Friends' Book Discussion Series
Please join us for a talk on Absalom, Absalom! by William Faulkner to be held Wednesday, March 23, at 6:30 p.m. in the small meeting room on the 2nd floor. The talk is the latest in the series on the theme of family relations in Western literature, sponsored by the West End Library Friends. The presenter is Ori Z. Soltes, resident scholar in theology and fine arts at Georgetown University.
Synopsis and discussion questions:
Thomas Sutpen, a poor white man born in Western Virginia, arrives with some slaves inJefferson, Mississippi, and becomes a rich, powerful family patriarch. It is the 1830s. He obtains 100 square miles of land and begins to build a large plantation that includes an impressive mansion. In time, he befriends a local merchant and marries his daughter, Ellen. Ellen bears a son and daughter, both of whom are destined for tragedy. This is one of Faulkner’s masterpieces, that plays, in part, on the biblical story of King David and his son, Absalom. And then some…
1. So what is the connection to the biblical story that resulted in the title of the novel, and what related biblical narrative dealing with David’s family must also be recognized as a starting point for the story?
2. And for that matter, how does Faulkner synthesize biblical with Greek tragic narrative: specifically, how does Thomas Sutpen’s story compare to (terms of both similarities and differences) that of Oedipus?
3. What role does irony play within the narrative—and how is that irony both similar to and different from Sophoclean irony?
4. How does Faulkner play with the issue of fate and free will, both overtly and covertly, in the course of the novel?
5. Sophocles’ Oedipus Rex is arguably the signal work to engage Greek concerns with fate, free will and irony; Racine’s Phaedre is one of the signal works to center around the 17th-century French literary concern with the struggle between love and honor; Turgenev’s Fathers and Sons is both the first “modern” Russian novel and the first work to handle the concept of nihilism. How is Absalom, Absalom! a signal American work—or southern American work?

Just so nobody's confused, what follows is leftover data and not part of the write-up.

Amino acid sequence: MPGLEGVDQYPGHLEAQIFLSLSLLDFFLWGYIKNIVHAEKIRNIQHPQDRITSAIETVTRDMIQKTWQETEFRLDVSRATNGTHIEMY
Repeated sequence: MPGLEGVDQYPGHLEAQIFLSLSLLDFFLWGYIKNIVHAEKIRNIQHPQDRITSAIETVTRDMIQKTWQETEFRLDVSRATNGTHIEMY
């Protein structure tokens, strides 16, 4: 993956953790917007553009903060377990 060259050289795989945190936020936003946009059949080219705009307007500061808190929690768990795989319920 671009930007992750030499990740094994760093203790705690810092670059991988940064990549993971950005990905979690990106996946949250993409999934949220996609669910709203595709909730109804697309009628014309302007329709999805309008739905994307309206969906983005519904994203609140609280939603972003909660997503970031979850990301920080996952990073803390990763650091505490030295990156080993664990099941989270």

6. How might the story of the Sutpen clan be seen to function as a metaphor for America and/or the American south? Why and how does Faulkner use Haiti as one bracket for Sutpen’s story and the Civil War as the other?
7. What are the different layers or strands of family relations and family lines that play out against (or that interweave) each other—that connect the tellers of the tale, from Sutpen to Rosa to Quentin to Faulkner; and that connect characters within the tale, from Henry and Charles Bon to Quentin and Shreve?
8. How does the idea of tales within a tale and multi-valent narrative perspectives echo the issue of multi-valent family lines?
9. How does Faulkner engage the matter of race and gender over and against (or within the context of) the larger category of humanity in terms of alleged differences and similarities, stereotypes, prejudices and truths? How, for example, are Henry and Judith similar and alike and to what extent does that pertain to their respective genders? How are Tom Sutpen’s views on race conventional or unusual for his time and place?
10. What role does Charles Bon’s son play as a specific symbol of the problem of identity—as an individual, a family member, the member of a community, or larger (religious, ethnic, racial, national) group?